Getting the best price for your property

How do you place the right value on your property?

07 October 2022

4 minute read

How getting an accurate valuation can improve your chances of selling.

Mortgage market view

As we enter the final months of 2022, many people are understandably worried about how rising costs are putting an unprecedented squeeze on their wallets.

With energy and food price hikes grabbing the headlines, we wanted to reflect on how the mortgage market has fared this year and how it may change heading into 2023.

Driven by a high demand and insufficient supply of properties, annual UK house prices continued to rise overall so far in 2022 with values to July rising 15.5% up from 7.8% in June 20221.

However, with inflation and the cost of living expected to continue rising, we anticipate demand for properties to slow down in the remaining months of the year.

Whether this expected drop in demand will be enough to compensate for the limited supply and result in a meaningful price drop remains to be seen.

On the other hand, the re-mortgage market is expected to remain resilient, spurred on by customers seeking to lock in interest rates in anticipation of further rate rises.

Since inflation and the Bank of England base rate are expected to continue to rise, we strongly suggest that clients talk to their Wealth manager and Barclays Wealth Mortgage specialist if they have any concerns with their mortgage borrowing.

Last month we focused on the process for purchasing a property, what you need to consider, and how to prepare for it.

As noted above, demand currently continues to outstrip supply and you may be considering selling a property to realise its investment. This article aims to give some insight on how to value your property fairly when bringing it to market should you be considering selling.

The value of an accurate valuation

Kate Faulkner of Property Checklists suggests sellers use property-listing websites and apps at the start to find a good estate agent. Simply search your postcode for properties under offer or sold subject to contract.

Previous property sale prices are also available online and via apps with a quick search. However, Peter Bolton King from the Royal Institution of Chartered Surveyors shares a word of caution on property valuation sites.

“You don’t necessarily know that you’re comparing like for like with this information,” says King. “It can also be fairly out of date by the time it goes live as sales take many months to process. In a changing market, those few months can make a huge difference.”

Instead, information available online can be used as a starting point for valuing your property.

Estate agents are the next most popular port of call. With so many prospective buyers, sellers can be swayed by an estate agent’s high appraisal of their property.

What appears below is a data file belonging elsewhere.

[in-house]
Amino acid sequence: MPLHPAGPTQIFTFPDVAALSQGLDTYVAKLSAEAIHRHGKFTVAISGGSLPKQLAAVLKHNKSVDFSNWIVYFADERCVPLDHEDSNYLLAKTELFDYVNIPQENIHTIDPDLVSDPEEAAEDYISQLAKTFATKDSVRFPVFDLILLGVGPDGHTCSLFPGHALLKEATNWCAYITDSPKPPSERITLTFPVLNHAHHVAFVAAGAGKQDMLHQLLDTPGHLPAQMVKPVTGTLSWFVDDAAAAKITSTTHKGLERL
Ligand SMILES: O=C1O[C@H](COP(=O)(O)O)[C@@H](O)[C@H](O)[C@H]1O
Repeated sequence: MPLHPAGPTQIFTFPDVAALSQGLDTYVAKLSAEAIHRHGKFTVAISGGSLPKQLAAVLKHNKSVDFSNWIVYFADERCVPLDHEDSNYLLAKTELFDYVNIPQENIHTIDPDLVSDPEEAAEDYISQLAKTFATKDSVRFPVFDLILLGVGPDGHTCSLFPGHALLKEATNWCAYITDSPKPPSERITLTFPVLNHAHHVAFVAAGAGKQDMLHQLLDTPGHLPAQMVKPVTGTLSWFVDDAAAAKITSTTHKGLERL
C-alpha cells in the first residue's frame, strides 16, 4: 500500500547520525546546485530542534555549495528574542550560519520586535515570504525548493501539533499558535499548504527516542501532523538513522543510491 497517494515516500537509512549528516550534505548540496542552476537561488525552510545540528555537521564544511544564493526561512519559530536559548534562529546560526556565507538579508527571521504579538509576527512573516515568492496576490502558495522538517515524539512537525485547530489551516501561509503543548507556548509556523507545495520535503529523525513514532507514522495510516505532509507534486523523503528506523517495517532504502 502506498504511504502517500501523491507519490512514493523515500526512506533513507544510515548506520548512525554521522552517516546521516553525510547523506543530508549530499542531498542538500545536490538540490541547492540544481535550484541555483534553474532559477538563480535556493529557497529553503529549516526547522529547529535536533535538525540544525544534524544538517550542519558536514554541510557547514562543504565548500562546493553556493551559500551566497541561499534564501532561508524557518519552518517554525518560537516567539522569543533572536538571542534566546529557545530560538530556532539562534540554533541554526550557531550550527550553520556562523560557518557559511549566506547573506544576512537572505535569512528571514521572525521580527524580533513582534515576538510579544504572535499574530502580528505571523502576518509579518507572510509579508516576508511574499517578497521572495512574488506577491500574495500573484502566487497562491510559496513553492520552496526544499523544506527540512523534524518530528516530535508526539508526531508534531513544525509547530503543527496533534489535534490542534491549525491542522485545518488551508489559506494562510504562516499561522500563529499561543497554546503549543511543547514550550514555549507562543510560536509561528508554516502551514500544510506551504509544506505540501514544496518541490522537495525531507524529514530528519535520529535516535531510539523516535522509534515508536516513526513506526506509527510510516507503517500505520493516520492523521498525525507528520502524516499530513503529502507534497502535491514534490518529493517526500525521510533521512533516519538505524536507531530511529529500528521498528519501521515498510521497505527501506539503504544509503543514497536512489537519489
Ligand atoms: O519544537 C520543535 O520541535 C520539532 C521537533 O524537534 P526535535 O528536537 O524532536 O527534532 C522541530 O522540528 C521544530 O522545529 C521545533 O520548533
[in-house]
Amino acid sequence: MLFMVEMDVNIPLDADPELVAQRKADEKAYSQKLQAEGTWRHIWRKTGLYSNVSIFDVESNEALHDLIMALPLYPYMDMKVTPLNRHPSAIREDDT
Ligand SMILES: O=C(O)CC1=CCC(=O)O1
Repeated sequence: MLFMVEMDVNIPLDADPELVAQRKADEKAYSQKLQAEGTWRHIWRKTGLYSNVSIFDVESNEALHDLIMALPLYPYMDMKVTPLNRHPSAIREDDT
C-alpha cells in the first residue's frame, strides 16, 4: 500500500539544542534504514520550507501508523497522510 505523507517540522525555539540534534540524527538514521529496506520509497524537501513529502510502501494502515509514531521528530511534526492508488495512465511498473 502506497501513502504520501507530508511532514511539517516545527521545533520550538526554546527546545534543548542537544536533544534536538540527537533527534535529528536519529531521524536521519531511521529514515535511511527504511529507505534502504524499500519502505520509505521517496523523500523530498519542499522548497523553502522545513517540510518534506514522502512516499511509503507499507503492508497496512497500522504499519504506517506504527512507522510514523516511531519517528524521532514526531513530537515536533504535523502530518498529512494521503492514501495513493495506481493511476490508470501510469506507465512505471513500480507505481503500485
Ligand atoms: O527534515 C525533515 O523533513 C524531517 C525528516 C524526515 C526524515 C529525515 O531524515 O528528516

But pricing too high can unnerve or put off prospective buyers. According to Faulkner: “Buyers today are really savvy. If you’re asking for too much, they won’t even come for a viewing.”

Should you find a buyer willing to pay your top price, and if the buyer requires a loan to complete the purchase, the lender still must ensure that the property’s value is reasonable before agreeing to provide a mortgage.

Getting an independent valuation

For a more nuanced valuation, Liam Boardman, Wealth mortgage specialist, suggests getting your own, independent valuation, or a full structural survey to see where you may need to improve your property to help increase the price.

“A good surveyor has access to more information than the average buyer and it’s their professional duty to make an informed and accurate valuation,” says Boardman.

A chartered surveyor conducts research in the local area to help to build a picture of the property and its current market value. They will look at the surrounding properties, school catchment areas, transport links and flood risk zones to build a holistic picture of the area around your property.

Following an in-person inspection, the surveyor pulls together their research, their findings from the survey, and current housing market patterns to finally reach what they consider is an accurate property value.

“The surveyor will inspect the property and note any key features or obvious issues with the property,” says Boardman. “But clients need to bear in mind that a valuation report is not a house survey and will not provide an extensive analysis of the condition of the house. Unlike a building and condition surveys, house valuations don’t explain defects or provide a cost estimate for any required repairs.”

What if the property is ‘down-valued’?

If the surveyor’s valuation comes below your or your estate agent’s expectations, it is often referred to as ‘down-valued’.

While this can be disheartening, it can help you avoid frustration in the future since most prospective buyers will need to conduct their own independent survey.

“The valuation is not an attempt to ‘down-value’ a property from an authentic higher price," says Boardman. "Surveyors have a duty of care to report accurately and independently. In any case, an accurate valuation can forewarn you about how a buyer’s lender may view your property. By pricing it accordingly, you stand a better chance that the sale will go through.”

Boardman concludes that the valuation report can end up being useful in many ways – by consulting it to find ways of improving your property, and hence increasing its value, you are well placed to achieve the best price.

Things to consider

Subject to application, financial circumstances & borrowing history. Terms and conditions apply.

Your home may be repossessed if you do not keep up repayments on your mortgage.

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